There’s no denying Instagram’s value as a marketing tool. Focusing strictly on images, it’s arguably the most impactful social media app; and when used innovatively, like through our live interactive Instagram feed that can be featured on screens throughout corporate events, Instagram is easily a top contender for one of the most effective marketing platforms available.
With its uniquely visual focus, and little scope for user interaction beyond comments, likes and tagging, Instagram is closer to traditional print advertising than any other social network. Unlike Facebook timelines or Twitter walls that can become cluttered with posts, shares, re-tweets and quotes from other users, Instagram profiles tell a bolder, clearer story through each user’s tapestry of uninterrupted photos—instantly creating a distinct image and impression of what a given user is all about.
Developing your brand image
The beach bunny Instagrammer will naturally post photos of beaches, bikinis and sandy toes; the city slicker’s Instagram profile will be filled with shots of sleek skyscrapers and nights out clubbing. Has Instagram therefore led us to subconsciously develop a brand identity for ourselves? Do we find that we tend not to post photos that don’t link directly to the personal brand we’ve created?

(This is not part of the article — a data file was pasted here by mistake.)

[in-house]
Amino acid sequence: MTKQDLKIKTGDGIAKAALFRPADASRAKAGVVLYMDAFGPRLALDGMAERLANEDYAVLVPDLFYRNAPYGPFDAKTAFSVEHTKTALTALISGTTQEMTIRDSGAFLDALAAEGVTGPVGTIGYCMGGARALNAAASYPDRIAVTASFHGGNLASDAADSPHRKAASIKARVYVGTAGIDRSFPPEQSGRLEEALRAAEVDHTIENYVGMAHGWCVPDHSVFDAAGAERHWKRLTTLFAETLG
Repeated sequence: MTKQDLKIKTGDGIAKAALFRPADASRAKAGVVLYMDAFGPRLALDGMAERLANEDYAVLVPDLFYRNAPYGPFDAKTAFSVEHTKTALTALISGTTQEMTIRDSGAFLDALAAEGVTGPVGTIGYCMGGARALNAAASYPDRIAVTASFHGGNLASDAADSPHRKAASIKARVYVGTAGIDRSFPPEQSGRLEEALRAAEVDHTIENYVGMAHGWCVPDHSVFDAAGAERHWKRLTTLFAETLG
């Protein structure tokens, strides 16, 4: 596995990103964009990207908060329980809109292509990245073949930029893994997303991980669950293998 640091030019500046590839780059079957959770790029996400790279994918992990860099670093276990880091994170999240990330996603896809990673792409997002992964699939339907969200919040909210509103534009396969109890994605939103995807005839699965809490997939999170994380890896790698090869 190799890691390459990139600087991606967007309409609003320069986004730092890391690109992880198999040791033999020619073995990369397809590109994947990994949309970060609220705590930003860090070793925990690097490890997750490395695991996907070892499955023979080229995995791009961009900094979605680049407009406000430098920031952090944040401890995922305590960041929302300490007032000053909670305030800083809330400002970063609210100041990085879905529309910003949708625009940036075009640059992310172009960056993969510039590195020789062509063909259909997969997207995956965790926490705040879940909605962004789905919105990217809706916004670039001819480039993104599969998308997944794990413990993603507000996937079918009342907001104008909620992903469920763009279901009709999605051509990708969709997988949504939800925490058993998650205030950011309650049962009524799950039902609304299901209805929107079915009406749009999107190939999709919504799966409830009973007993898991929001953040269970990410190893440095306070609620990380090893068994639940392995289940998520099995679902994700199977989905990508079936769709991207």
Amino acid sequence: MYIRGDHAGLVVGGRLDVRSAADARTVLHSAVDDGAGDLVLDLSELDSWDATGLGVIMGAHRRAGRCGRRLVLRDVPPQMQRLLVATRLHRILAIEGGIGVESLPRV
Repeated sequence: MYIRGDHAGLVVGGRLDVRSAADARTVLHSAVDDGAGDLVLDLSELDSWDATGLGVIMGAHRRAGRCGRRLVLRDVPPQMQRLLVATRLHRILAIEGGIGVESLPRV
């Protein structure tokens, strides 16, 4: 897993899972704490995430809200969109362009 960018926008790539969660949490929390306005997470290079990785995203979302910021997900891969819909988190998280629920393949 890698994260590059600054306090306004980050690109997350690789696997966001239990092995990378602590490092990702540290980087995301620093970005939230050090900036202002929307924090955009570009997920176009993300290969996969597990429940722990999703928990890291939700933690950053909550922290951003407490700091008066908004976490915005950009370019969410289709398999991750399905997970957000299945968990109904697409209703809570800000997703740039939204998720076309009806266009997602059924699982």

It’s an intriguing phenomenon, and one that will undoubtedly vary for every person; yet it is undeniable that distinct themes emerge when looking through a user’s Instagram wall. The ‘sexy, glamour girl’ will have a profile filled with ‘selfies’ before nights on the town, while the yoga instructor’s profile will mainly feature images of nature, yoga poses and herbal tea (regardless of any wild party nights he or she may have recently had).
Greater self-awareness and prudence
The next question is whether or not this inadvertent movement towards self-branding and self-marketing is a bad thing. Not necessarily. Depending on your industry, using Instagram to create an image for yourself—whether consciously or not—could certainly work in your favour. With so much of our lives now projected to the entire world via the Internet, perhaps it’s time for us to all start thinking about our self-branding; maybe it would get university students to think twice before posting photos of themselves drunk or dancing on tables, for example.
If used wisely, all social media can present an opportunity for promoting oneself, both at a personal and professional level. Above all, the important message is not to allow any of your online profiles to make you vulnerable to negative backlash. So whether you’re using Instagram, Facebook, Twitter, Google+, or any of the other sites and apps out there, share snippets of your life carefully and with caution — you never know who might be viewing your posts and forming an opinion of your own personal brand.